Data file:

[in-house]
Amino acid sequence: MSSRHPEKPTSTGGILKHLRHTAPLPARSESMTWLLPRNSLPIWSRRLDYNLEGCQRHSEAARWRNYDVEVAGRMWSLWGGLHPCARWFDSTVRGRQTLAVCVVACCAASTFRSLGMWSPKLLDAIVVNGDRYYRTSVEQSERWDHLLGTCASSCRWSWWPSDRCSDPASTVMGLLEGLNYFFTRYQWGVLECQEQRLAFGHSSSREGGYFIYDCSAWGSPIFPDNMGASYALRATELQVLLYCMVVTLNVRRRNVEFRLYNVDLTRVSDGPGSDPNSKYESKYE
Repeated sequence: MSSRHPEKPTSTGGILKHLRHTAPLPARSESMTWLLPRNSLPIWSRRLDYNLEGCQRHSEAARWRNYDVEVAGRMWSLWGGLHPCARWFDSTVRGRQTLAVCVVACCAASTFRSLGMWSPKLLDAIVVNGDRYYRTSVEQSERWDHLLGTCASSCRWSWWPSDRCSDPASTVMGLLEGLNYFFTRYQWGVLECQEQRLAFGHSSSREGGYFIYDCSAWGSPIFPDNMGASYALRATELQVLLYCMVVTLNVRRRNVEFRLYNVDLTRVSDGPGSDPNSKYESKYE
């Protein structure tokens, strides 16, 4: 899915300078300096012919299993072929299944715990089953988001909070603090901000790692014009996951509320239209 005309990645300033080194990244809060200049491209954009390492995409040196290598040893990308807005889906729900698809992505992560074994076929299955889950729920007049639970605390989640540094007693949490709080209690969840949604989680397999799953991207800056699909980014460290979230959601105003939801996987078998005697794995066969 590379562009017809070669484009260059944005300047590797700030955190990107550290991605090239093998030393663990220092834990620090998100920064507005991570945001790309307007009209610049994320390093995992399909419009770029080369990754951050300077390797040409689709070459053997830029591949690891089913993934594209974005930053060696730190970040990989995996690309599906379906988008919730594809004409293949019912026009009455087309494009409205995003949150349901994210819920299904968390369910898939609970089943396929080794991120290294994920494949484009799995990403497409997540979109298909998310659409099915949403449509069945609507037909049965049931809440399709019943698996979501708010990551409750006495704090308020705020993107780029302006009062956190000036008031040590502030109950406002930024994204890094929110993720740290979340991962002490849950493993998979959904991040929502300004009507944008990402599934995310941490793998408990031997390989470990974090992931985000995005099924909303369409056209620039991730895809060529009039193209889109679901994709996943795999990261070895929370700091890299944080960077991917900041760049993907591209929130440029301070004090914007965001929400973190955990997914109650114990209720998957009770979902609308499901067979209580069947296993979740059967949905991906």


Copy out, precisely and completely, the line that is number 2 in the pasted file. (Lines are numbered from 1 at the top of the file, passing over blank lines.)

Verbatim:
Amino acid sequence: MSSRHPEKPTSTGGILKHLRHTAPLPARSESMTWLLPRNSLPIWSRRLDYNLEGCQRHSEAARWRNYDVEVAGRMWSLWGGLHPCARWFDSTVRGRQTLAVCVVACCAASTFRSLGMWSPKLLDAIVVNGDRYYRTSVEQSERWDHLLGTCASSCRWSWWPSDRCSDPASTVMGLLEGLNYFFTRYQWGVLECQEQRLAFGHSSSREGGYFIYDCSAWGSPIFPDNMGASYALRATELQVLLYCMVVTLNVRRRNVEFRLYNVDLTRVSDGPGSDPNSKYESKYE